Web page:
During that time GPs were doing telephone consultations due to the pandemic and I was asked  to send a photograph. The GP was very decisive and saw me that afternoon.  I remember her saying that she really didn't know what it was - mole or third nipple - but it needed to be seen by a dermatologist and that she was putting in an urgent referral. I wasn't particularly anxious. 

After a couple of weeks I spoke with a dermatologist, again over the phone. She was the first person I remember mentioning cancer, she said it could be a supernumerary nipple and you can get cancer of the nipple. I was urgently referred to plastic surgery and spoke to them within 2 weeks. Again, a telephone consultation with the plastic surgeon who said it was unlikely to be cancerous as it had been there for so long but he would like to see me. So the following week I went to the hospital . I had to go alone due to the restrictions due to Covid. I remember sitting in a small consultancy room and the plastic surgeon looking at my arm and feeling under my arm for signs of swollen lymph nodes. He said it could be melanoma and that he would like to do what they call a Local Excision Biopsy. It would all be cut away and tested.  If it came back as cancerous they would do a further Wide Local Excision where more would be cut away and lymph nodes would be taken to test. The reality started to sink in. This could be serious, especially if it had spread to my lymph nodes. 


Surgeries : August & October 2020 


When melanoma is suspected, the first surgery is usually a biopsy where the mole is cut away under local anaesthetic. My first surgery happened in August 2020. It had to be delayed by just over a week because of the Covid pandemic I had to isolate for around 10 days before going into hospital. It was a quick operation and I remember the lovely theatre team who made me laugh. They were so kind. It was sore for a couple of weeks but it healed well. 

I got the results on the 14th September, the day after my dad's birthday. The plastic surgery consultant called me to give me the results over the phone. I remember sitting in my son's bedroom waiting for the call, he was at school and for some reason this place felt the safest place in the house. The consultant called me. My 'third nipple' was a mole that had turned cancerous and I had Stage 2c Melanoma. It was 4,5mm deep, which was quite a thick.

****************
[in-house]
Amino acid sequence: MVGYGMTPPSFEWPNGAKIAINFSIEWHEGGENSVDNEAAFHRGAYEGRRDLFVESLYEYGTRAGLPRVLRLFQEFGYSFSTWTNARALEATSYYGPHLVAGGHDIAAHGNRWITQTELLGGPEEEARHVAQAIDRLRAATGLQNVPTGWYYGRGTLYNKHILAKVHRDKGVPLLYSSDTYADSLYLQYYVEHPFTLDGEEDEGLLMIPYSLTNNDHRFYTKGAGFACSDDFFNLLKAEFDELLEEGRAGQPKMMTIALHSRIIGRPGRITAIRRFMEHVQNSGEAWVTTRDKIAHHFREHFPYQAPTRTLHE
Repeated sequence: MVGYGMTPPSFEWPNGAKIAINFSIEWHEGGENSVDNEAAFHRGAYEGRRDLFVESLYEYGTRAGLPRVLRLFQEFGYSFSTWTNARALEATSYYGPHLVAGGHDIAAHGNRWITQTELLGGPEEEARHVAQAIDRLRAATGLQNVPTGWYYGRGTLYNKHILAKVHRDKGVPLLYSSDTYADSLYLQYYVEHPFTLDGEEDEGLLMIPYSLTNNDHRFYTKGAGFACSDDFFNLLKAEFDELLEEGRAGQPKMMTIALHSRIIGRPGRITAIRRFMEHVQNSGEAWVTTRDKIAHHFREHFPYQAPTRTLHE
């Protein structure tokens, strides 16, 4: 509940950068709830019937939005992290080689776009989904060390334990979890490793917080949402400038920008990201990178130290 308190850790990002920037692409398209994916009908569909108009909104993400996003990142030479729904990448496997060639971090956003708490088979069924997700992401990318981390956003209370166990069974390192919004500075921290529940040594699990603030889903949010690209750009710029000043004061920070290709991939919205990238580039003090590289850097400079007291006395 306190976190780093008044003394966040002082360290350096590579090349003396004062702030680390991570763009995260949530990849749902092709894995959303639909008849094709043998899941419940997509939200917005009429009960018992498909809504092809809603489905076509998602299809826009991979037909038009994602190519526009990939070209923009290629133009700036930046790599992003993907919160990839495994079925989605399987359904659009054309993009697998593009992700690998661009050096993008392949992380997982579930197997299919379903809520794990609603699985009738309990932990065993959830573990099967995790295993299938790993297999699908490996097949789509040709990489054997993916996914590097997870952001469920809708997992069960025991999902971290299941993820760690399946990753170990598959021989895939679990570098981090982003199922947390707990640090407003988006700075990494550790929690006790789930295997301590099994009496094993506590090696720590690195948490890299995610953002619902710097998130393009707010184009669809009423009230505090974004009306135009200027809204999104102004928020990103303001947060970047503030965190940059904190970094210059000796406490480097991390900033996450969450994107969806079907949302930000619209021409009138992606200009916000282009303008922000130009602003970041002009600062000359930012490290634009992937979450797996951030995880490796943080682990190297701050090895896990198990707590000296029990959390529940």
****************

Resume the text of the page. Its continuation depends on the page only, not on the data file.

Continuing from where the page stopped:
As it was melanoma, it meant that I was now under the care of the local cancer hospital, I would have a team of cancer nurses and I would have to have a second surgery - a Wide Local Excision - where more of the skin around the cancer would be taken to get 'clear margins'. I  would also have a Sentinel Lymph Node Biopsy where the nearest lymph node to the melanoma would be taken out and tested to see if the cancer had spread. It was a difficult day telling my family. I had rehearsed what I was going to say, I still do that now when I am waiting for results - it helps. 

Before my surgery,  I had a CT scan of my body from below my neck to my pelvis and an MRI of my brain. The reality that this cancer could have spread was so frightening. The Wide Local Excision took place in October 2020. The scar is in the photograph above - this was about a week after surgery - when people say 'skin cancer can just be cut out' I always want to show them this picture. The scar is large. I also had to have a lymph node taken out from under my arm. It took a while to heal and getting my strength back in my arm and shoulder took months. A few weeks after the surgery I found out that the melanoma had spread to my lymph node under my arm - a small deposit but nevertheless I was now Stage 3c. I would start adjuvant treatment in the hope that it would prevent the cancer returning. 

As my melanoma had a genetic mutation - the BRAF+ mutation - it meant that I had a choice of treatment - immunotherapy or targeted therapy that was in tablet form. I was told that the efficacy of both treatments was the same, but immunotherapy could cause permanent side effects whereas the targeted treatment's side effects usually stopped if treatment was paused. As the targeted treatment was designed for people with the BRAF+ mutation and the side effects were potentially easier to manage, I chose this option. So I began 12 months of Dabrafenib and Trametinib on Boxing Day 2020. Due to the pandemic, I was also now classed as Extremely Clinically Vulnerable and would be shielding.